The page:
Stephen, let me share with you and your readers my comments to Tyler Cowen's post on Greg's postReplyDelete
First I wrote this:
Tyler, I cannot ignore your sloppy scholarship on monetary issues. It’s too much.
I’m from Minnesota where I got my Ph.D. But I’m Argentine and I have seen all kinds of gimmicks to deal with fiscal crises. Contrary to what Greg M. says and to your nonsense comment, the Treasury can collect the seignorage from the issue of currency and therefore Paul’s proposal should be modified to limit the reduction in the amount of Treasury debt accounted as a FRS’s asset to the amount of currency in circulation, that is, to around $1 trillion at the end of June 2011. Now you should explain to your readers why my proposal makes sense and they should ignore what Greg and you wrote.
Second, in a comment to one of MR reader's comment I said:
I understand your frustration. It’s the same frustration that serious economists should feel about the failure to explain clearly monetary issues. Unfortunately most economists are still addicted to the theoretical approach of monetary aggregates that combine means of payments with financial assets. Today in all economies there is a government-issued currency and for accounting purposes it is a liability of a central bank, but since this currency is no longer backed by gold or any commodity, for accounting purposes the double-entry principle requires to enter an asset (in the Fed they call it U.S. Treasury bill but I prefer to call it confetti). The modified proposal I suggested in a previous comment amounts to replace the confetti with toilet paper for accounting purposes. It doesn’t have any economic effect because the seignorage was already collected by government (in the past 100 years). The only effect is to circumvent the debt ceiling because someone made the mistake long ago of considering the confetti as debt when it was not government debt –of course, let us hope that accountants and lawyers agree that toilet paper is not government debt, otherwise it would be stupid to replace the confetti.
BTW, seignorage is the rent that the issuer of currency earns at the time of issuing it. You cannot earn rent twice on currency already issued (in other words, if you need additional rent, you have to issue more currency).
Also, don’t get excited by Paul’s proposal because most likely there will be a simple agreement to increase the debt ceiling by a small amount, enough to finance the government for one or two months.
It’s unfortunate that Tyler has failed consistently in explaining monetary issues.
Finally, to avoid mistakes about the Fed's holdings of U.S. Treasury securities as reported in the Fed's H.4.1. stat form (as of June 29, they amount to $1.6 trillion), let us make clear that the many classes of securities aggregated in that entry are not perfect substitutes and perhaps they are not even close substitutes. I don't know the details and composition of that aggregate but since currency in circulation (as of June 29, $1.0 trillion) is lower that the total amount of those securities, I'm willing to argue that there is a lot of confetti reported as securities.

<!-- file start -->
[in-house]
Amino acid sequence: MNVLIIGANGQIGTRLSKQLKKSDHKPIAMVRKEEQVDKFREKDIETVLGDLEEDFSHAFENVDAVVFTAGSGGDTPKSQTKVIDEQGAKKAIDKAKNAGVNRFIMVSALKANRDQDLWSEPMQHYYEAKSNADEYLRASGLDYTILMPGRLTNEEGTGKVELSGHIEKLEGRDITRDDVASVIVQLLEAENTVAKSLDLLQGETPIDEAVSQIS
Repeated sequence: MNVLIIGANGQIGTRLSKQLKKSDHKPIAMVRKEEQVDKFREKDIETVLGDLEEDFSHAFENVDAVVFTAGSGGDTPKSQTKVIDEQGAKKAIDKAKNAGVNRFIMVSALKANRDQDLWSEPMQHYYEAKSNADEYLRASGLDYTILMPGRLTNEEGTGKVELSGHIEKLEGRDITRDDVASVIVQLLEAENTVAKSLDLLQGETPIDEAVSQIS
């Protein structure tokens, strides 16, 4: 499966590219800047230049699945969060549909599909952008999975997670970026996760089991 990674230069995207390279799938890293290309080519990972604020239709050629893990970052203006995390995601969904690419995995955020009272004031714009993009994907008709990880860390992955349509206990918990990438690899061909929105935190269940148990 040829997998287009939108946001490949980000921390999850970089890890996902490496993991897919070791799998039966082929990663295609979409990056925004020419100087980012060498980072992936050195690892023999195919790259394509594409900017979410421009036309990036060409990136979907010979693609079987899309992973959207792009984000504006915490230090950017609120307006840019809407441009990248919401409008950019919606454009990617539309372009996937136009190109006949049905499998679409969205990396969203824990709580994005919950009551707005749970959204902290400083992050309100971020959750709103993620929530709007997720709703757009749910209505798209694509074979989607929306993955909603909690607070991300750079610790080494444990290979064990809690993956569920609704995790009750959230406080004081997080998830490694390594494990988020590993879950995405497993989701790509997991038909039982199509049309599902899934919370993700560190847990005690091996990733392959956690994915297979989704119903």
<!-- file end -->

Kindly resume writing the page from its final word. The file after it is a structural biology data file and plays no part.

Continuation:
Stephen, Woodford’s paper “Monetary Policy in the Information Economy” convinced me that monetary policy is about nominal interest determination and that central bank assets swaps in public debt essentially are irrelevant for inflation control. Reading Leeper, Woodford, Sims and Cochrane on the fiscal theory of the price level, and trying to integrate this with the Woodfordian conception of nominal interest rate determination, has led me to think of monetary policy as fiscal policy in disguise.ReplyDelete
Here is an attempt at a brief explanation: Central banks steer inflation by determining the nominal interest on the public debt. Public debt is privately held governmental nominal debt and central bank liabilities to the private sector. Nominal interest expenses on public debt are continuous helicopter drops of public debt, and such transfers are inherently fiscal. The price level then has to grow gradually over time, at a pace determined by the differential between the policy rate and the Wicksellian natural rate, in order to keep the real value of the public debt equal to an assumed constant present value of public real primary surpluses. (Implicitly I’m assuming that all public debt is overnight debt; it gets more complicated with long term debt).
I too get the impression from reading Cochrane that he thinks of monetary policy as asset swaps. If such assets swaps are irrelevant for inflation, then it seems difficult to explain how monetary policy can steer inflation. It might just be semantics, that is, it might be that Cochrane thinks the active ingredient in central bank policy is its fiscal aspect. But in his “Understanding the Great Recession”, he writes that “changing the interest on reserves from 0 to the overnight rate [i.e. begin paying interest on central bank deposits and using this interest rate as the policy rate] is exactly the same thing as a[n] … open-market operation”. This, if I understand him rightly, is wrong. Federal Reserve interest expenses to the private sector is not an asset swap, it is a transfer.